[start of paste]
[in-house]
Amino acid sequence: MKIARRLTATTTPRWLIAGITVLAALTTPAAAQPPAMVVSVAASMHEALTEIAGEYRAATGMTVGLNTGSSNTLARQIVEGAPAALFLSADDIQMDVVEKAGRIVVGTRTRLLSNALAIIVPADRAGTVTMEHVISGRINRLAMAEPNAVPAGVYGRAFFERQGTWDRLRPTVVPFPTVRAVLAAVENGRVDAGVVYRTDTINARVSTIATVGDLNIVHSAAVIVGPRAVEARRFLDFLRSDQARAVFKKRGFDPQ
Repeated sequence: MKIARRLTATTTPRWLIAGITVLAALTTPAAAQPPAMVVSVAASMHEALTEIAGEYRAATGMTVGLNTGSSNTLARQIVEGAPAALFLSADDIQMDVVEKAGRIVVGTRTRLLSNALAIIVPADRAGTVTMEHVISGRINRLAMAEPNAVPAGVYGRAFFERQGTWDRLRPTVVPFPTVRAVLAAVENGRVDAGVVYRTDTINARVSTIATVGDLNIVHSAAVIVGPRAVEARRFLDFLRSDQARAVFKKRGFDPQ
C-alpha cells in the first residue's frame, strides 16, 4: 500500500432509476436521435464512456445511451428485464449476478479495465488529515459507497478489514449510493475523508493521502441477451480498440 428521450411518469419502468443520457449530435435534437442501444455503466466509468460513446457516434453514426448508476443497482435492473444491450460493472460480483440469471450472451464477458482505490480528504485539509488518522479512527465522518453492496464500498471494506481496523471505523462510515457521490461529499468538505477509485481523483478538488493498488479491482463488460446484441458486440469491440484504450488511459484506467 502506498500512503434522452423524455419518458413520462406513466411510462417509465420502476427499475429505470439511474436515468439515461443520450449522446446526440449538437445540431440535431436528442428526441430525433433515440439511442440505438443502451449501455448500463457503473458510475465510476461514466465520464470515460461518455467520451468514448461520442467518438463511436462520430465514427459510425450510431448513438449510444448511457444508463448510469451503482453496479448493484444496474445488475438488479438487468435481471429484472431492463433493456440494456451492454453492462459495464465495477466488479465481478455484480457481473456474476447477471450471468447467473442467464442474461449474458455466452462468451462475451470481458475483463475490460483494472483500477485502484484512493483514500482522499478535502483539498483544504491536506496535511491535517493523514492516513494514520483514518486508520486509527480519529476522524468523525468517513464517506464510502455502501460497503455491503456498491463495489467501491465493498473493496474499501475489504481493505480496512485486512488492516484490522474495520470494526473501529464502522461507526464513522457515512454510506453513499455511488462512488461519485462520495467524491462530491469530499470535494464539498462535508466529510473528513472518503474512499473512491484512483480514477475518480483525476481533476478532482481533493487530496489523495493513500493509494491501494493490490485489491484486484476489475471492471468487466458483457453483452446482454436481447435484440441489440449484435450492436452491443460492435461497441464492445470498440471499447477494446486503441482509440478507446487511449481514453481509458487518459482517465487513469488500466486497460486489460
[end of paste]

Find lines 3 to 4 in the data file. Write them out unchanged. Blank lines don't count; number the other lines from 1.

Repeated sequence: MKIARRLTATTTPRWLIAGITVLAALTTPAAAQPPAMVVSVAASMHEALTEIAGEYRAATGMTVGLNTGSSNTLARQIVEGAPAALFLSADDIQMDVVEKAGRIVVGTRTRLLSNALAIIVPADRAGTVTMEHVISGRINRLAMAEPNAVPAGVYGRAFFERQGTWDRLRPTVVPFPTVRAVLAAVENGRVDAGVVYRTDTINARVSTIATVGDLNIVHSAAVIVGPRAVEARRFLDFLRSDQARAVFKKRGFDPQ
C-alpha cells in the first residue's frame, strides 16, 4: 500500500432509476436521435464512456445511451428485464449476478479495465488529515459507497478489514449510493475523508493521502441477451480498440 428521450411518469419502468443520457449530435435534437442501444455503466466509468460513446457516434453514426448508476443497482435492473444491450460493472460480483440469471450472451464477458482505490480528504485539509488518522479512527465522518453492496464500498471494506481496523471505523462510515457521490461529499468538505477509485481523483478538488493498488479491482463488460446484441458486440469491440484504450488511459484506467 502506498500512503434522452423524455419518458413520462406513466411510462417509465420502476427499475429505470439511474436515468439515461443520450449522446446526440449538437445540431440535431436528442428526441430525433433515440439511442440505438443502451449501455448500463457503473458510475465510476461514466465520464470515460461518455467520451468514448461520442467518438463511436462520430465514427459510425450510431448513438449510444448511457444508463448510469451503482453496479448493484444496474445488475438488479438487468435481471429484472431492463433493456440494456451492454453492462459495464465495477466488479465481478455484480457481473456474476447477471450471468447467473442467464442474461449474458455466452462468451462475451470481458475483463475490460483494472483500477485502484484512493483514500482522499478535502483539498483544504491536506496535511491535517493523514492516513494514520483514518486508520486509527480519529476522524468523525468517513464517506464510502455502501460497503455491503456498491463495489467501491465493498473493496474499501475489504481493505480496512485486512488492516484490522474495520470494526473501529464502522461507526464513522457515512454510506453513499455511488462512488461519485462520495467524491462530491469530499470535494464539498462535508466529510473528513472518503474512499473512491484512483480514477475518480483525476481533476478532482481533493487530496489523495493513500493509494491501494493490490485489491484486484476489475471492471468487466458483457453483452446482454436481447435484440441489440449484435450492436452491443460492435461497441464492445470498440471499447477494446486503441482509440478507446487511449481514453481509458487518459482517465487513469488500466486497460486489460